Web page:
DOT Responds to Community, Agrees to Resurface Roads, Undertake Pothole Blitz, Meet with Chinatown Business and Community Leaders
Squadron Report Detailed Road-Curb Ponding’s Negative Impact on Chinatown’s Quality of Life and Economy
NEW YORK – Today, State Senator Daniel Squadron announced that the New York City Department of Transportation responded to his calls and will begin to repair problematic road-curb ponding conditions in Chinatown that harm the neighborhood’s economy and quality of life.
Ponding – water that accumulates along the sides of roads and curbs and remains days after a rainfall – has been particularly prevalent in Chinatown. In addition to repairing a number of Chinatown Streets, DOT will undertake a ‘pothole blitz’ in the coming months. Senator Squadron will also host a meeting with Chinatown business and community leaders, DOT, the Department of Environmental Protection, and the Department of Sanitation on how to best prevent and address the problem moving forward.
DOT will repair two streets with some of the worst ponding conditions: Mulberry Street between Worth Street and Canal Street, and Baxter Street between Leonard Street and Canal Street. Improvements are also being considered on Mott Street between Worth and Hester, Elizabeth Street between Bayard and Hester, and Bayard Street between Bowery and Baxter.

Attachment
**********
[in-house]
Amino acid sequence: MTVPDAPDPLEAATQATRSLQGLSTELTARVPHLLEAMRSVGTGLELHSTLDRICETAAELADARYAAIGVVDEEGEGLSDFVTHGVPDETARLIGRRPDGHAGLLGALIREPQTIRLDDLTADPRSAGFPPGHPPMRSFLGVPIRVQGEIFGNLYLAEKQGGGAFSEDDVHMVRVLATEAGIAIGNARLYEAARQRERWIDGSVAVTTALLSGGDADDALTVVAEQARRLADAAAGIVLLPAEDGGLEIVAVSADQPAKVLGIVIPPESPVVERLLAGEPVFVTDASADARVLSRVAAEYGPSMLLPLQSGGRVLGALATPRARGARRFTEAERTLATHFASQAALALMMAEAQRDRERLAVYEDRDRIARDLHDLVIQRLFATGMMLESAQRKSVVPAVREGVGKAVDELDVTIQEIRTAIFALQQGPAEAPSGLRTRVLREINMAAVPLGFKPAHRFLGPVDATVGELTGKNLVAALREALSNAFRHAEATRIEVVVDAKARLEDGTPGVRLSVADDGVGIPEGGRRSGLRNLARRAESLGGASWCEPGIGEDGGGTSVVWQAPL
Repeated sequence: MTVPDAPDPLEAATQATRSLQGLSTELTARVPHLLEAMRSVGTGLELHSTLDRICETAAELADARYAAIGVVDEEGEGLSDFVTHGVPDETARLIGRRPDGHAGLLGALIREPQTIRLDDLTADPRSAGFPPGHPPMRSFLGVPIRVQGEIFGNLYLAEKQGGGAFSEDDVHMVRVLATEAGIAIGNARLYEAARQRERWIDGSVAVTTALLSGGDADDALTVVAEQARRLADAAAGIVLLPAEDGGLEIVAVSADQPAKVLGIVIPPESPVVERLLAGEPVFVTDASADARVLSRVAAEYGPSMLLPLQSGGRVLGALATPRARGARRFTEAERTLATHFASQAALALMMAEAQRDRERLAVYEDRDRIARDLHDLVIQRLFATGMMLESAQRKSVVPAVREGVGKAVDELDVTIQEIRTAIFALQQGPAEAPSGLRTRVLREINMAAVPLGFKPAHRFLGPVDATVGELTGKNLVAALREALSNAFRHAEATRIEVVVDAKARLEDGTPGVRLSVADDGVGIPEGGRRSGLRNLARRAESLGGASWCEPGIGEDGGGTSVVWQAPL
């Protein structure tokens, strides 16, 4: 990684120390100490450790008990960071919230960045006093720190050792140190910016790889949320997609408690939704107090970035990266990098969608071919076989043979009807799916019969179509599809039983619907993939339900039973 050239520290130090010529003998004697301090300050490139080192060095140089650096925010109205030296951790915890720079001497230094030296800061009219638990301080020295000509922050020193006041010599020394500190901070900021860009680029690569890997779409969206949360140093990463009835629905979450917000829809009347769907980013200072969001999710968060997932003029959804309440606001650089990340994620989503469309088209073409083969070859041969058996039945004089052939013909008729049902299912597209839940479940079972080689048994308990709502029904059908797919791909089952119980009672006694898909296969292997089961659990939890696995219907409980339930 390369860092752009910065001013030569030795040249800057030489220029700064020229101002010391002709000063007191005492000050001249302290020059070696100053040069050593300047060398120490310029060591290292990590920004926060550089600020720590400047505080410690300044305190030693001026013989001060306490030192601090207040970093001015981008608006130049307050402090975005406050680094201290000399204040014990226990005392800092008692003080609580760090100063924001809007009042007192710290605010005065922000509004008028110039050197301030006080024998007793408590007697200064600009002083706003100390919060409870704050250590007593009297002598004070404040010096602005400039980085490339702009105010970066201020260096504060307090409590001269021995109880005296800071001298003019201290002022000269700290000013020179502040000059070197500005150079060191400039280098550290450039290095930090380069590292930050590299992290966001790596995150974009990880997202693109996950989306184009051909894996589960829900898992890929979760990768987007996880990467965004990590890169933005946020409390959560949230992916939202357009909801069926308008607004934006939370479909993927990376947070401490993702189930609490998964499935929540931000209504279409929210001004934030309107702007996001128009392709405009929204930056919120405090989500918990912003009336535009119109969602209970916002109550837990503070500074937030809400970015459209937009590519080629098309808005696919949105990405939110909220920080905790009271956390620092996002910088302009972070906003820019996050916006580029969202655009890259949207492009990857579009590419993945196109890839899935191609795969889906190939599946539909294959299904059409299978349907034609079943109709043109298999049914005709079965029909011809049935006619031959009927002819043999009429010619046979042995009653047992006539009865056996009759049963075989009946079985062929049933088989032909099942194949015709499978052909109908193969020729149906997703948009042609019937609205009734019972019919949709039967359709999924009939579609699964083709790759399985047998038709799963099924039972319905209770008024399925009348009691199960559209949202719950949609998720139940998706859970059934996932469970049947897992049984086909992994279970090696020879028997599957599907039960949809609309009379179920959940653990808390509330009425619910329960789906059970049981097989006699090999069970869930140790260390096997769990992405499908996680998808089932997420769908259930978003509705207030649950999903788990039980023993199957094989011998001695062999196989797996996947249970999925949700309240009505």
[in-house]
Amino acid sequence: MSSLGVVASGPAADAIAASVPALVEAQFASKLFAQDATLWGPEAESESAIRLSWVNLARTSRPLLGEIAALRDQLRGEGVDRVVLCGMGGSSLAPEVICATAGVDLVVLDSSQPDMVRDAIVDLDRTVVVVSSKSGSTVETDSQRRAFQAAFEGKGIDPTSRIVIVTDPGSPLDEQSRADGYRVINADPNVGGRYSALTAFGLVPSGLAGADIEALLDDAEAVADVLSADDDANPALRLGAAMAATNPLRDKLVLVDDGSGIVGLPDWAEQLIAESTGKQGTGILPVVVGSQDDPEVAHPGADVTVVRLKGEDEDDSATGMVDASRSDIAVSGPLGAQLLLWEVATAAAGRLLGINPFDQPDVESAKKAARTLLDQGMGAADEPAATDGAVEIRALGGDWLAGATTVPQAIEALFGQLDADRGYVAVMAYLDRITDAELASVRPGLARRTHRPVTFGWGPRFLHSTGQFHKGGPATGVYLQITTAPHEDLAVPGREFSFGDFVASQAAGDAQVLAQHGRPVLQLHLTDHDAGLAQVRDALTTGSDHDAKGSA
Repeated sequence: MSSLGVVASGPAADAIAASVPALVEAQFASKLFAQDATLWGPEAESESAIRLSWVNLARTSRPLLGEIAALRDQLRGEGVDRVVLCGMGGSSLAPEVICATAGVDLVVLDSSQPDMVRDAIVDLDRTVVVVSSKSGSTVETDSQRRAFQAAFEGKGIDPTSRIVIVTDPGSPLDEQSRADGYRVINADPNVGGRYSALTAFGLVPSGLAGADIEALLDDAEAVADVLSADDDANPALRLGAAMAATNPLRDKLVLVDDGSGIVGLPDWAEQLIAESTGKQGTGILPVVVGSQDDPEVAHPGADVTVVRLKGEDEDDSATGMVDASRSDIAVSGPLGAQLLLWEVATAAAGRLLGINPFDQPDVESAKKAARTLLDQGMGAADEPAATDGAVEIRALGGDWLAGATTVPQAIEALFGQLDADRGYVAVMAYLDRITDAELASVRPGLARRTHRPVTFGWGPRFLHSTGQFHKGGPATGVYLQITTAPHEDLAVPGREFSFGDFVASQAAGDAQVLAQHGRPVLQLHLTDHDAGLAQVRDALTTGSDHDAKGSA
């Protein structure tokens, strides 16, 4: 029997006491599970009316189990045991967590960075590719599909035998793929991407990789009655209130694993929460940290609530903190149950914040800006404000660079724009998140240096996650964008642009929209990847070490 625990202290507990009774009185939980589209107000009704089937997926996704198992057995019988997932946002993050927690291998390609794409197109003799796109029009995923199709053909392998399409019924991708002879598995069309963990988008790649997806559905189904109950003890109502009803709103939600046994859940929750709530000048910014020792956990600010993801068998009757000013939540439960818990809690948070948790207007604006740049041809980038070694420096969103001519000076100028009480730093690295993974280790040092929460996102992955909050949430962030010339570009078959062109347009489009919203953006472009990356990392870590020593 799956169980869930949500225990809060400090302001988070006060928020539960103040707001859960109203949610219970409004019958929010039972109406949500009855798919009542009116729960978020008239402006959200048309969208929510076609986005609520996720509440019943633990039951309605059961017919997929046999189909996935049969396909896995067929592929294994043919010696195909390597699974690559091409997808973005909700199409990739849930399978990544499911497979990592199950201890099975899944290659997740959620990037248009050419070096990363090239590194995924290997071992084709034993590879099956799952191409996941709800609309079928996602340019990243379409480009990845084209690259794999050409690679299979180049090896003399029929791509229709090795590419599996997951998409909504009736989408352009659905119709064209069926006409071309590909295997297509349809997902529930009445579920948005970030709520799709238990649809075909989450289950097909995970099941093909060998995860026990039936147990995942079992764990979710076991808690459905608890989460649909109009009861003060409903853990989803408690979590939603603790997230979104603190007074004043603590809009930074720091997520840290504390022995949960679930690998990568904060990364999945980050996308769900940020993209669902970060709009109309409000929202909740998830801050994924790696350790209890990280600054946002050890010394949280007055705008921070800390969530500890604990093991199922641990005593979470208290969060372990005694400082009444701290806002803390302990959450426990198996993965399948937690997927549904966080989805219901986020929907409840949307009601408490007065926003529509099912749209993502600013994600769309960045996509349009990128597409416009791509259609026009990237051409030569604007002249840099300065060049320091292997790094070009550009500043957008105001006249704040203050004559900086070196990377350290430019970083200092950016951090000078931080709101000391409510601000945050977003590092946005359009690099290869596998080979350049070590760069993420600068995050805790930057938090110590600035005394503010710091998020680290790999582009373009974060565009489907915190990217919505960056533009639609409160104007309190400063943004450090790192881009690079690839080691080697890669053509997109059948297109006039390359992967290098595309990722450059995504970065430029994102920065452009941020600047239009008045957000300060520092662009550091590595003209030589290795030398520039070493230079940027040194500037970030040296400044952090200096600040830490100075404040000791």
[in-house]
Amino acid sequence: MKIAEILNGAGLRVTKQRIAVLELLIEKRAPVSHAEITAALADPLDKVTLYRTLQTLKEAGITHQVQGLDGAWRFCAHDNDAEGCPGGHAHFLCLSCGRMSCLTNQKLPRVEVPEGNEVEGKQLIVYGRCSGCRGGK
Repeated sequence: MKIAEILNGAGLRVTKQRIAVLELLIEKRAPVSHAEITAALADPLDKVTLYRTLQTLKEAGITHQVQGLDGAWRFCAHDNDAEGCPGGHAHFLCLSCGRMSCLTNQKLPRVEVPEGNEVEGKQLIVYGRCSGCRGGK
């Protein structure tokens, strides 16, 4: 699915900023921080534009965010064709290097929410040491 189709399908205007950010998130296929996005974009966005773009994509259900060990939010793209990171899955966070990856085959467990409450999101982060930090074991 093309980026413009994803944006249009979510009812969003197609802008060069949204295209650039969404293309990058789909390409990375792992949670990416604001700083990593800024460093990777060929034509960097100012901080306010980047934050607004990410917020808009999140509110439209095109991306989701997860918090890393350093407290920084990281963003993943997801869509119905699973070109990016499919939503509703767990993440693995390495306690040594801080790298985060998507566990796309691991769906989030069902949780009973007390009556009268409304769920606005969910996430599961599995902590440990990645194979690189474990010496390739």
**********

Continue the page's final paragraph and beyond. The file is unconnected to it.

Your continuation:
“Ponding’s drain on the economy and quality of life in Chinatown is clear. DOT deserves credit for heeding our calls and turning my report into real action steps,” said Senator Squadron. “I look forward to working with DOT and the Chinatown community to make sure ponding is reported, addressed, and eliminated.”
In September, Senator Squadron released his report, “Road-Curb Ponding: A Drain on Chinatown,” and called on DOT to address the problem while improving agency-community collaboration to prioritize repairs and ensure reporting. Over the summer, Senator Squadron’s office documented the frequency and location of ponding in Chinatown and surveyed hundreds of local residents, business owners, and visitors on its impact.
Senator Squadron’s report found:
- 93 unique ponds that had not drained within 48 hours;
- 72 percent of survey respondents in Chinatown said that ponding negatively impacts their eating or shopping experience;
- Two out of five respondents said that they are less likely to visit the neighborhood because of ponding;
- 62 percent of Chinatown respondents rated the quality of streets as “below average” or "poor”;
- 76 percent of respondents who have observed ponding said that they have not reported the problem, and 58 percent did not know who to contact or that reporting the problem was even an option.
Media Contact: Amy Spitalnick / 212.298.5565